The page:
Wadjda and the bike she dreams of having
Wadjda is a film about an enterprising and energetic young Saudi girl. It is a mile stone in the progress of Saudi Arabian women’s rights due to the fact that it is the first feature-length film to be directed by a female Saudi director. Not only that, but the main character has far from docile opinions about the rules and restrictions surrounding her. The story line is Wadjda’s efforts to buy a bike. When asking her parents fails she embarks on an ambitious plan to win a Koran recital competition in order to spend the prize money on a bicycle from the local shop. I would definitely recommend seeing it as it is a great film which manages to combine fun with powerful messages about modern-day Saudi women and girls. The general public opinion seems to veer in favour of the film and the reviews are good.
The film is educational in the sense that it depicts a culture which is very different from the cultures in most parts of Europe. In a way I found it hard to understand some parts, such as not being seen in the streets by men, getting married at much younger ages and even the idea of girls not riding bicycles. However, I think that the film illustrates all of these points and many more in great detail and that the different levels of Islam and different opinions are very well represented. One of the main features of the film is Wadjda’s relationship with a local boy, Abdullah and their friendly rivalry. He is Wadjda’s main reason for wanting the bike, she wishes to prove herself superior, or at least equal to him. I don’t want to give any spoilers so I’ll just say that Haifaa Al-Mansour has made a film to be proud of!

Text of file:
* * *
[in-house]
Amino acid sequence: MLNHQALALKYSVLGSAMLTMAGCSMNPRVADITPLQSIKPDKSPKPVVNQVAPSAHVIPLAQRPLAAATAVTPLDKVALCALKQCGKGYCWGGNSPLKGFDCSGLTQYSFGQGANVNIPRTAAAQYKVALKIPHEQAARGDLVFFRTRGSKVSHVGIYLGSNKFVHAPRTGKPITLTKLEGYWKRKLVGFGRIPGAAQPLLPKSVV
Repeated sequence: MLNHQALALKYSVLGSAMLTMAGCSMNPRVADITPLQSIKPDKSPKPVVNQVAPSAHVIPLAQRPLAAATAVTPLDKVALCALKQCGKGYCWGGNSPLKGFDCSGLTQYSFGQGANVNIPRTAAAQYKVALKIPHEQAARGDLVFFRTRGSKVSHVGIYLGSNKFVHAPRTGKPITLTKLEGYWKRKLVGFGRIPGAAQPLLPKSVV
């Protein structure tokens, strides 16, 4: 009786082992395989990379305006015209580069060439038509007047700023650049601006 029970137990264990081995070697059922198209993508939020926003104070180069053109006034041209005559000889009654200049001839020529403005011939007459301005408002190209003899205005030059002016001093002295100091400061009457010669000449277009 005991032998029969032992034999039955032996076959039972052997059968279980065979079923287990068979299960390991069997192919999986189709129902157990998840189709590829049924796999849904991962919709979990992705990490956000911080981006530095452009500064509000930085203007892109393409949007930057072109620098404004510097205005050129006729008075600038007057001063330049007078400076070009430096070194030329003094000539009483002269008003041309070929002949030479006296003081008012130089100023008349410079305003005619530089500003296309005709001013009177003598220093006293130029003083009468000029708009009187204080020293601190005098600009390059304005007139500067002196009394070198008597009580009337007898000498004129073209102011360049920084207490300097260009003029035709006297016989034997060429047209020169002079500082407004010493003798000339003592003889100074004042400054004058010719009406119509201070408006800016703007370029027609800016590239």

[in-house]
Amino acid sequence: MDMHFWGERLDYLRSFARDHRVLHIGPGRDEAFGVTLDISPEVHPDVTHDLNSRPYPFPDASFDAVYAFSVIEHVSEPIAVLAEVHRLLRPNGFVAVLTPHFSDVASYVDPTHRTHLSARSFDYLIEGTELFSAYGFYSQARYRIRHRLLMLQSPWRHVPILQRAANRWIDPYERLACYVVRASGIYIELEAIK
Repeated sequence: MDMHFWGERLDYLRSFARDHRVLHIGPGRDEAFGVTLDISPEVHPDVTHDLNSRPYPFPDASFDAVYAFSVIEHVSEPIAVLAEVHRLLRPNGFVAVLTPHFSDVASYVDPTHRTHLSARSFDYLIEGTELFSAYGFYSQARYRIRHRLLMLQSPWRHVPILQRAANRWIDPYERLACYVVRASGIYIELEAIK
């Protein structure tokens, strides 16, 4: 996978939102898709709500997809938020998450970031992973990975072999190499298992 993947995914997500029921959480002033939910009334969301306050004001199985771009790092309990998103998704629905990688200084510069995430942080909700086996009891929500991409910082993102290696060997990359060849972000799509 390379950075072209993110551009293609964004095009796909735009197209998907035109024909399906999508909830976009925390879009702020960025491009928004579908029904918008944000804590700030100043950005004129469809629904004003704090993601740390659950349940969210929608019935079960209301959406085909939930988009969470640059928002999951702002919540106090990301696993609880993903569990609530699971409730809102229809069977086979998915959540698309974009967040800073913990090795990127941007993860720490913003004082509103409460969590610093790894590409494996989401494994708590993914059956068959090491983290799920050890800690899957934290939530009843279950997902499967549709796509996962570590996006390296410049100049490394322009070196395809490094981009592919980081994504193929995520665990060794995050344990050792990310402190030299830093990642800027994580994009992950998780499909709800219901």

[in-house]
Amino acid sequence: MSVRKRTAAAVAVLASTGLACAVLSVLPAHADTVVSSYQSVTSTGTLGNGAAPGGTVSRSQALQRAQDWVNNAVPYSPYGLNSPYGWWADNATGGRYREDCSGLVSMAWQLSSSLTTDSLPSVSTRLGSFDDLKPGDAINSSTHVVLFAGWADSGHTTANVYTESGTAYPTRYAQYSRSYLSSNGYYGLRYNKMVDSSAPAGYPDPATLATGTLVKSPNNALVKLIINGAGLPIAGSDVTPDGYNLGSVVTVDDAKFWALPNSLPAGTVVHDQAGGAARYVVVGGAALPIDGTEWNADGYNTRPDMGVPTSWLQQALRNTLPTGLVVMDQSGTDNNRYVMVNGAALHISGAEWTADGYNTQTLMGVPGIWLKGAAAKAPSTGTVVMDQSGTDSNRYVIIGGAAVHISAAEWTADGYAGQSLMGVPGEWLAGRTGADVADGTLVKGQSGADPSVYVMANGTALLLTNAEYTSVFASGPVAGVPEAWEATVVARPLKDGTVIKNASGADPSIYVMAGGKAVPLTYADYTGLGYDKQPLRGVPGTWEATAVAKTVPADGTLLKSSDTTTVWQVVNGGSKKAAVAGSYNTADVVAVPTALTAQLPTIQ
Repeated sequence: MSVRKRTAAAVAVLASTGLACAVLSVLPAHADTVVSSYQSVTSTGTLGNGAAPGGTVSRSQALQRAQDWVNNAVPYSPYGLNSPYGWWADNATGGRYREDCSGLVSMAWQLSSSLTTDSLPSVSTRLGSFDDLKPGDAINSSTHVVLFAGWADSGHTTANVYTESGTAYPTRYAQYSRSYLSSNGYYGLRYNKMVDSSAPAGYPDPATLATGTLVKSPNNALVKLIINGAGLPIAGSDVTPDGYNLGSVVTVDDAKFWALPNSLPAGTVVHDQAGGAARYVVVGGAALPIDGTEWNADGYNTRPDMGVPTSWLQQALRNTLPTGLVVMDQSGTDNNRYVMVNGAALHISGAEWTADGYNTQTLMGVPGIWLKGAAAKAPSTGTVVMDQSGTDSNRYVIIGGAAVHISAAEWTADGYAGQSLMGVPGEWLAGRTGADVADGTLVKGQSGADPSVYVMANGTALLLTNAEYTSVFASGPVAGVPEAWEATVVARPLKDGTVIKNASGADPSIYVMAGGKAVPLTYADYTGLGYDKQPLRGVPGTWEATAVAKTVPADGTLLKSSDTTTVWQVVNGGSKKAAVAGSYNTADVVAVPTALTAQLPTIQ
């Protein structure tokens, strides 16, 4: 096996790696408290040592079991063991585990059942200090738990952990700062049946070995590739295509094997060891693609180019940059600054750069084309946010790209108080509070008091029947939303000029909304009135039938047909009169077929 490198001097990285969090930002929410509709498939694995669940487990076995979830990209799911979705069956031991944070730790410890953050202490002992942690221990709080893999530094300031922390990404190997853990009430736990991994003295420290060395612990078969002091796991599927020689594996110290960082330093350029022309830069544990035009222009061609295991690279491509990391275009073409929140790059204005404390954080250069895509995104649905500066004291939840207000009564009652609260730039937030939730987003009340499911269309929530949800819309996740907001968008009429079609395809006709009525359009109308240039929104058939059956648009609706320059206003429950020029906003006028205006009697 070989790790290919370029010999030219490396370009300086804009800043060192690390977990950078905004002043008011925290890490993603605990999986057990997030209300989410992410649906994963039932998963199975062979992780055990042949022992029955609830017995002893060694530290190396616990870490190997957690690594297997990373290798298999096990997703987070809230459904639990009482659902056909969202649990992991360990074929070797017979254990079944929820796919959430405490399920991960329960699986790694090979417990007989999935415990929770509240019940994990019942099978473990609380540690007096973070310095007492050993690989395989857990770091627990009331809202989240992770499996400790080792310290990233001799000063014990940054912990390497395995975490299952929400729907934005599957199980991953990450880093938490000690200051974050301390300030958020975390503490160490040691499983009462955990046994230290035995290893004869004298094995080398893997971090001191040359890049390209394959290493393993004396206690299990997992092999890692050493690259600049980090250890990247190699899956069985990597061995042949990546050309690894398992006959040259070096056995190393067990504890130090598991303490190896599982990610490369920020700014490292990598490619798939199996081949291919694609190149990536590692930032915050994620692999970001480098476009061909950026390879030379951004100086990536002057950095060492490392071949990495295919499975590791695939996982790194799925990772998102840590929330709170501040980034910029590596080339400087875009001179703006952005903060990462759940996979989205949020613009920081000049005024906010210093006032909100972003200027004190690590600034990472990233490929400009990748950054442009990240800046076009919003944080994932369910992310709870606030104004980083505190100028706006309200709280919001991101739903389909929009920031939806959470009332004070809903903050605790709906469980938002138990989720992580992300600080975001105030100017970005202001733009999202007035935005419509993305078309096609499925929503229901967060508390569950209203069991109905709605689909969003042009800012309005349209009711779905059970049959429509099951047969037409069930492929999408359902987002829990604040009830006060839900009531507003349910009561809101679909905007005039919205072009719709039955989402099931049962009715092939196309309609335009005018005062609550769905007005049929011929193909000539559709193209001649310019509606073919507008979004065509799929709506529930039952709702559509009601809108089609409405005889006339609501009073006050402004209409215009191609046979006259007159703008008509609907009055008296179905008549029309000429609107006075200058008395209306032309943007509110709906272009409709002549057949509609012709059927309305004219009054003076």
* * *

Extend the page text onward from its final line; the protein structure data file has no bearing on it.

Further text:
N.B I saw Wadjda at the Irish Film Institute but it will soon be showing at the Pavillion Theatre in Dun Laoghaire.